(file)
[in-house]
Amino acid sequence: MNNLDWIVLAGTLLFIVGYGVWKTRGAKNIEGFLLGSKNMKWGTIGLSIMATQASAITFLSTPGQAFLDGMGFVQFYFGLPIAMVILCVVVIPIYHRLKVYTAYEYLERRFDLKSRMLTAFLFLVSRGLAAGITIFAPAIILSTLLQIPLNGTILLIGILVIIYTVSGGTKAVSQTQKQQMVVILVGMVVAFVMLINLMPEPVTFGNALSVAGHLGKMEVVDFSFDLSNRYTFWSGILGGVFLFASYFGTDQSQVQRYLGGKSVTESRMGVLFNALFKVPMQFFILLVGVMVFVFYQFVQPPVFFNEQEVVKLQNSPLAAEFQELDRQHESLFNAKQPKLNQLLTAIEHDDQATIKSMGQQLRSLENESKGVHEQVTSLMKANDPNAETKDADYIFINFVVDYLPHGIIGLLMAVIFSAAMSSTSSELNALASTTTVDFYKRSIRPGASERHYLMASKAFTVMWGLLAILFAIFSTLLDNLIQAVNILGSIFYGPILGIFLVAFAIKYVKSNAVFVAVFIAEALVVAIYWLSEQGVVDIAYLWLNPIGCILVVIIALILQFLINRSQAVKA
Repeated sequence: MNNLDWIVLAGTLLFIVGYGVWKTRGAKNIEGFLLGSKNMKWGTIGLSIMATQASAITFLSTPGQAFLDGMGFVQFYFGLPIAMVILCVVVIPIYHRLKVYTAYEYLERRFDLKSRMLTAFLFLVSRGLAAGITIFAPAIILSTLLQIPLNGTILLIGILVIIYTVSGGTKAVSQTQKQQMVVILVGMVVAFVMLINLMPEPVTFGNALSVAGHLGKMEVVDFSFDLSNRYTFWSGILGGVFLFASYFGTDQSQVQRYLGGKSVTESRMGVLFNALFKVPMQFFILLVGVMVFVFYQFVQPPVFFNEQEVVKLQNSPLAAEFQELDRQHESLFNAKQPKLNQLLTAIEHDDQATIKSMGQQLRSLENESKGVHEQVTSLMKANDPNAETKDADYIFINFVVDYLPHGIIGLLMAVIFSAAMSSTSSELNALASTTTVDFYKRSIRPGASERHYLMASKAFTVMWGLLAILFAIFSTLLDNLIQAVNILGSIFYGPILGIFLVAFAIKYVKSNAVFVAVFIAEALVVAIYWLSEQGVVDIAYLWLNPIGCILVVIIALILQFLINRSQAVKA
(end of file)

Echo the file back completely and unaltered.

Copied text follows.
[in-house]
Amino acid sequence: MNNLDWIVLAGTLLFIVGYGVWKTRGAKNIEGFLLGSKNMKWGTIGLSIMATQASAITFLSTPGQAFLDGMGFVQFYFGLPIAMVILCVVVIPIYHRLKVYTAYEYLERRFDLKSRMLTAFLFLVSRGLAAGITIFAPAIILSTLLQIPLNGTILLIGILVIIYTVSGGTKAVSQTQKQQMVVILVGMVVAFVMLINLMPEPVTFGNALSVAGHLGKMEVVDFSFDLSNRYTFWSGILGGVFLFASYFGTDQSQVQRYLGGKSVTESRMGVLFNALFKVPMQFFILLVGVMVFVFYQFVQPPVFFNEQEVVKLQNSPLAAEFQELDRQHESLFNAKQPKLNQLLTAIEHDDQATIKSMGQQLRSLENESKGVHEQVTSLMKANDPNAETKDADYIFINFVVDYLPHGIIGLLMAVIFSAAMSSTSSELNALASTTTVDFYKRSIRPGASERHYLMASKAFTVMWGLLAILFAIFSTLLDNLIQAVNILGSIFYGPILGIFLVAFAIKYVKSNAVFVAVFIAEALVVAIYWLSEQGVVDIAYLWLNPIGCILVVIIALILQFLINRSQAVKA
Repeated sequence: MNNLDWIVLAGTLLFIVGYGVWKTRGAKNIEGFLLGSKNMKWGTIGLSIMATQASAITFLSTPGQAFLDGMGFVQFYFGLPIAMVILCVVVIPIYHRLKVYTAYEYLERRFDLKSRMLTAFLFLVSRGLAAGITIFAPAIILSTLLQIPLNGTILLIGILVIIYTVSGGTKAVSQTQKQQMVVILVGMVVAFVMLINLMPEPVTFGNALSVAGHLGKMEVVDFSFDLSNRYTFWSGILGGVFLFASYFGTDQSQVQRYLGGKSVTESRMGVLFNALFKVPMQFFILLVGVMVFVFYQFVQPPVFFNEQEVVKLQNSPLAAEFQELDRQHESLFNAKQPKLNQLLTAIEHDDQATIKSMGQQLRSLENESKGVHEQVTSLMKANDPNAETKDADYIFINFVVDYLPHGIIGLLMAVIFSAAMSSTSSELNALASTTTVDFYKRSIRPGASERHYLMASKAFTVMWGLLAILFAIFSTLLDNLIQAVNILGSIFYGPILGIFLVAFAIKYVKSNAVFVAVFIAEALVVAIYWLSEQGVVDIAYLWLNPIGCILVVIIALILQFLINRSQAVKA